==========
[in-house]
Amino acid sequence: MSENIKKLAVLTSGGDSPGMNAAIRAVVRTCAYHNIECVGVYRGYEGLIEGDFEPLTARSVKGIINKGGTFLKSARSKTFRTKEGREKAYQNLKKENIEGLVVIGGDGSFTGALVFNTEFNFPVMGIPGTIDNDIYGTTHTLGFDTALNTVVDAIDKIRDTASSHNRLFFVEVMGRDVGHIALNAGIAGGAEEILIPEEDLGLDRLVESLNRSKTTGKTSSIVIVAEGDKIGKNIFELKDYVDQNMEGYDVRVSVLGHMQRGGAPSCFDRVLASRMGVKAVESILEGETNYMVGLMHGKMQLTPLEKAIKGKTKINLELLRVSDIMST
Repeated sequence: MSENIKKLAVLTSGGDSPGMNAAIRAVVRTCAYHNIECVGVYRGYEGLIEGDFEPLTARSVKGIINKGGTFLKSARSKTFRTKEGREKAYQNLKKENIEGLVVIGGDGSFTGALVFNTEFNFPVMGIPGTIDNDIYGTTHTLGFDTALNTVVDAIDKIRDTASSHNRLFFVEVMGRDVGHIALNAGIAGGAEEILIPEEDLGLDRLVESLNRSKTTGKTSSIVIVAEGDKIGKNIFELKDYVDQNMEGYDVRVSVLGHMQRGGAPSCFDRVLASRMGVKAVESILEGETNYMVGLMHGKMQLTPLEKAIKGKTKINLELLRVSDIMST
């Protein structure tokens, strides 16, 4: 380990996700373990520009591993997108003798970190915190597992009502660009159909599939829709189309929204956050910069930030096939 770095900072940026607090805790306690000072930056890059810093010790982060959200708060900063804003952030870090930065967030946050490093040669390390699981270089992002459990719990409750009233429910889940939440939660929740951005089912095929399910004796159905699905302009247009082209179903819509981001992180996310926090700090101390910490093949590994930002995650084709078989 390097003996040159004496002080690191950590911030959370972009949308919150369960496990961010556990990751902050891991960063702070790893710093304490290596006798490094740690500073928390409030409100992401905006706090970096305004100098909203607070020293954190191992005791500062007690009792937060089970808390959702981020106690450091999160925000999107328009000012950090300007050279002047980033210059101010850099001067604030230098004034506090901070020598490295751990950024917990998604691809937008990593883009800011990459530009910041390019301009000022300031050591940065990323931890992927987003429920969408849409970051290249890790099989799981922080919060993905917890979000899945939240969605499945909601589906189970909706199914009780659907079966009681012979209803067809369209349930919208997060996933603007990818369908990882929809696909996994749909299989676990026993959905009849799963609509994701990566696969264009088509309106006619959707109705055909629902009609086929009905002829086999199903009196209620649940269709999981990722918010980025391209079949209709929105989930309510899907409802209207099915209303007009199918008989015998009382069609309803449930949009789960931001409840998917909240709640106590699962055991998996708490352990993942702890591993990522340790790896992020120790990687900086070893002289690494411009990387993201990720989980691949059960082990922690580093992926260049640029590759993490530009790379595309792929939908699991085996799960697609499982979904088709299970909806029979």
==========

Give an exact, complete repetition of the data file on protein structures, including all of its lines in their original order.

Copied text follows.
[in-house]
Amino acid sequence: MSENIKKLAVLTSGGDSPGMNAAIRAVVRTCAYHNIECVGVYRGYEGLIEGDFEPLTARSVKGIINKGGTFLKSARSKTFRTKEGREKAYQNLKKENIEGLVVIGGDGSFTGALVFNTEFNFPVMGIPGTIDNDIYGTTHTLGFDTALNTVVDAIDKIRDTASSHNRLFFVEVMGRDVGHIALNAGIAGGAEEILIPEEDLGLDRLVESLNRSKTTGKTSSIVIVAEGDKIGKNIFELKDYVDQNMEGYDVRVSVLGHMQRGGAPSCFDRVLASRMGVKAVESILEGETNYMVGLMHGKMQLTPLEKAIKGKTKINLELLRVSDIMST
Repeated sequence: MSENIKKLAVLTSGGDSPGMNAAIRAVVRTCAYHNIECVGVYRGYEGLIEGDFEPLTARSVKGIINKGGTFLKSARSKTFRTKEGREKAYQNLKKENIEGLVVIGGDGSFTGALVFNTEFNFPVMGIPGTIDNDIYGTTHTLGFDTALNTVVDAIDKIRDTASSHNRLFFVEVMGRDVGHIALNAGIAGGAEEILIPEEDLGLDRLVESLNRSKTTGKTSSIVIVAEGDKIGKNIFELKDYVDQNMEGYDVRVSVLGHMQRGGAPSCFDRVLASRMGVKAVESILEGETNYMVGLMHGKMQLTPLEKAIKGKTKINLELLRVSDIMST
């Protein structure tokens, strides 16, 4: 380990996700373990520009591993997108003798970190915190597992009502660009159909599939829709189309929204956050910069930030096939 770095900072940026607090805790306690000072930056890059810093010790982060959200708060900063804003952030870090930065967030946050490093040669390390699981270089992002459990719990409750009233429910889940939440939660929740951005089912095929399910004796159905699905302009247009082209179903819509981001992180996310926090700090101390910490093949590994930002995650084709078989 390097003996040159004496002080690191950590911030959370972009949308919150369960496990961010556990990751902050891991960063702070790893710093304490290596006798490094740690500073928390409030409100992401905006706090970096305004100098909203607070020293954190191992005791500062007690009792937060089970808390959702981020106690450091999160925000999107328009000012950090300007050279002047980033210059101010850099001067604030230098004034506090901070020598490295751990950024917990998604691809937008990593883009800011990459530009910041390019301009000022300031050591940065990323931890992927987003429920969408849409970051290249890790099989799981922080919060993905917890979000899945939240969605499945909601589906189970909706199914009780659907079966009681012979209803067809369209349930919208997060996933603007990818369908990882929809696909996994749909299989676990026993959905009849799963609509994701990566696969264009088509309106006619959707109705055909629902009609086929009905002829086999199903009196209620649940269709999981990722918010980025391209079949209709929105989930309510899907409802209207099915209303007009199918008989015998009382069609309803449930949009789960931001409840998917909240709640106590699962055991998996708490352990993942702890591993990522340790790896992020120790990687900086070893002289690494411009990387993201990720989980691949059960082990922690580093992926260049640029590759993490530009790379595309792929939908699991085996799960697609499982979904088709299970909806029979």